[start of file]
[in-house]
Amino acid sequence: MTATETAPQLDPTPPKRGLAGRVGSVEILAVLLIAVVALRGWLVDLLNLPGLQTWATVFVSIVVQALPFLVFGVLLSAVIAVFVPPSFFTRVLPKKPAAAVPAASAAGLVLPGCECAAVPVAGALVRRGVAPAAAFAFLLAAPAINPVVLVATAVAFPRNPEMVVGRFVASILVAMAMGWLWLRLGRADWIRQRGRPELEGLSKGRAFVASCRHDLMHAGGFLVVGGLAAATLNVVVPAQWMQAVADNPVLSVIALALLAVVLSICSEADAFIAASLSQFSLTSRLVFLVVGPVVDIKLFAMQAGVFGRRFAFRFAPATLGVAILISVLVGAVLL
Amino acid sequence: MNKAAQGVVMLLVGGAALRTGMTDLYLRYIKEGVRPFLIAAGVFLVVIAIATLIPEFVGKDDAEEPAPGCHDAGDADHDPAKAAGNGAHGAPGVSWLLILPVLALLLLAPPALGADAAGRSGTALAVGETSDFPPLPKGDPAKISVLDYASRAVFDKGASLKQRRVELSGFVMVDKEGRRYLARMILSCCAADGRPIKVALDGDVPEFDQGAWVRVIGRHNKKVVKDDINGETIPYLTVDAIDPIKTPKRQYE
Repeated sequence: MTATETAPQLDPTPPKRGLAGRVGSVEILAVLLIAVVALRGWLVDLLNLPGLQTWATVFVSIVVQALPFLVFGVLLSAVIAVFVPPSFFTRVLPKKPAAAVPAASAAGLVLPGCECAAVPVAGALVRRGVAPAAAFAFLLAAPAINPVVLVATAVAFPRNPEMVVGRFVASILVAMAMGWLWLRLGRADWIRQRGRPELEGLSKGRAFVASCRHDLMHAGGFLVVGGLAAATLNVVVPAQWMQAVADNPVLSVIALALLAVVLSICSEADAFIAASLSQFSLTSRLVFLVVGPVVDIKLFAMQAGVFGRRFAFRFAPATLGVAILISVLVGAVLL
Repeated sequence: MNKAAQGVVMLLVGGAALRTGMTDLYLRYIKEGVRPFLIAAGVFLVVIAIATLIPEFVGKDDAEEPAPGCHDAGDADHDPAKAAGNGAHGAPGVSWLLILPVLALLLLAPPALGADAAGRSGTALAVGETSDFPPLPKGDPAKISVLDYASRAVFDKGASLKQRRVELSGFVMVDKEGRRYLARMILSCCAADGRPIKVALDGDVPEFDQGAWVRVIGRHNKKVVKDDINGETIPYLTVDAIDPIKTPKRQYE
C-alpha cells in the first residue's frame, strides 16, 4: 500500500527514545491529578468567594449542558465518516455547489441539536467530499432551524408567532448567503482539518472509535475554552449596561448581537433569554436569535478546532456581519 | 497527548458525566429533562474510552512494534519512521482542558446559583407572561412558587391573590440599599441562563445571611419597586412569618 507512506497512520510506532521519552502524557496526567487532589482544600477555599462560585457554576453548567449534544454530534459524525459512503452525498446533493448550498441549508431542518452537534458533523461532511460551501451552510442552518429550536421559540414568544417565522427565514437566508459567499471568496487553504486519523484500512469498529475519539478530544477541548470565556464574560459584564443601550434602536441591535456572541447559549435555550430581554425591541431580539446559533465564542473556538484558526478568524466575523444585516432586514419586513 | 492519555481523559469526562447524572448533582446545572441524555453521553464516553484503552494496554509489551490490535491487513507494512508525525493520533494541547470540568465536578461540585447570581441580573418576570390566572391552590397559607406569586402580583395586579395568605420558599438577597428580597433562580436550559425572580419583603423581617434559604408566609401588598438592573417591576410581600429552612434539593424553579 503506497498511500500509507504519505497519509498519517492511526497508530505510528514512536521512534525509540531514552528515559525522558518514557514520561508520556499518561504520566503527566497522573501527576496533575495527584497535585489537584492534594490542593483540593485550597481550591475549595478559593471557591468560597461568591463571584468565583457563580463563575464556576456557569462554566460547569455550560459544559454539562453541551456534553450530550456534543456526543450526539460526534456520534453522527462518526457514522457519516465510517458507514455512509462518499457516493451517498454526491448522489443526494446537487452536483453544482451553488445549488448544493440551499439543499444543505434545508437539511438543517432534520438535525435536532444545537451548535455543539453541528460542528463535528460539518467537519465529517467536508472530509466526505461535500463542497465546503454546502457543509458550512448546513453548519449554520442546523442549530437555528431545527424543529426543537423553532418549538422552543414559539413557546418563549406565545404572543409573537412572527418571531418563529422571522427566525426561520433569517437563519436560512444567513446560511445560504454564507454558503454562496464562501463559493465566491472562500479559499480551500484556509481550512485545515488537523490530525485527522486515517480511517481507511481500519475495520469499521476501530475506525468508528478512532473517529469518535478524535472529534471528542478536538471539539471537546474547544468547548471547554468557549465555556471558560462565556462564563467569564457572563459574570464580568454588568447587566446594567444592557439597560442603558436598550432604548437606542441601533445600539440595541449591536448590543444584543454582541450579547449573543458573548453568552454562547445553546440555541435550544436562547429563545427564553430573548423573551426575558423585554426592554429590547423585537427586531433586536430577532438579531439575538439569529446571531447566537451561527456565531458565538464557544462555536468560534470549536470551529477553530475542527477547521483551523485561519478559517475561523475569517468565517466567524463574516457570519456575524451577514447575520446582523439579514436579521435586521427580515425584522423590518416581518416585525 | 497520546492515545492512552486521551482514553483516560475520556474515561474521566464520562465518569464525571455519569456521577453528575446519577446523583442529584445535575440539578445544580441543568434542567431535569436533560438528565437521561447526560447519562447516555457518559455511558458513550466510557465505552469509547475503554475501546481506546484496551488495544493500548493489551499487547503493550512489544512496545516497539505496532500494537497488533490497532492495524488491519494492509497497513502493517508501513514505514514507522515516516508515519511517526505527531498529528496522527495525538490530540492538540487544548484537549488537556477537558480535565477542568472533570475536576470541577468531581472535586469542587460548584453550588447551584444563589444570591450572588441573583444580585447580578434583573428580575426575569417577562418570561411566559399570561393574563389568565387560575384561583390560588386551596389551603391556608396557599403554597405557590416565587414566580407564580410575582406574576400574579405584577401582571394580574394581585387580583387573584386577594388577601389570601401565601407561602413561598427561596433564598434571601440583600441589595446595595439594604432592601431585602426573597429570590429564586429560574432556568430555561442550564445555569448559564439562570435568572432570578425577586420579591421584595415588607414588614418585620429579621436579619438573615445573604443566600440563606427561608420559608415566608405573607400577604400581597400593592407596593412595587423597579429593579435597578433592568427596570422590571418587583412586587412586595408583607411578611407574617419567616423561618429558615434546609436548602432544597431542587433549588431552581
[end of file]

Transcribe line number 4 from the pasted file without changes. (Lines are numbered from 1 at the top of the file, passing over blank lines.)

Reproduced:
Repeated sequence: MTATETAPQLDPTPPKRGLAGRVGSVEILAVLLIAVVALRGWLVDLLNLPGLQTWATVFVSIVVQALPFLVFGVLLSAVIAVFVPPSFFTRVLPKKPAAAVPAASAAGLVLPGCECAAVPVAGALVRRGVAPAAAFAFLLAAPAINPVVLVATAVAFPRNPEMVVGRFVASILVAMAMGWLWLRLGRADWIRQRGRPELEGLSKGRAFVASCRHDLMHAGGFLVVGGLAAATLNVVVPAQWMQAVADNPVLSVIALALLAVVLSICSEADAFIAASLSQFSLTSRLVFLVVGPVVDIKLFAMQAGVFGRRFAFRFAPATLGVAILISVLVGAVLL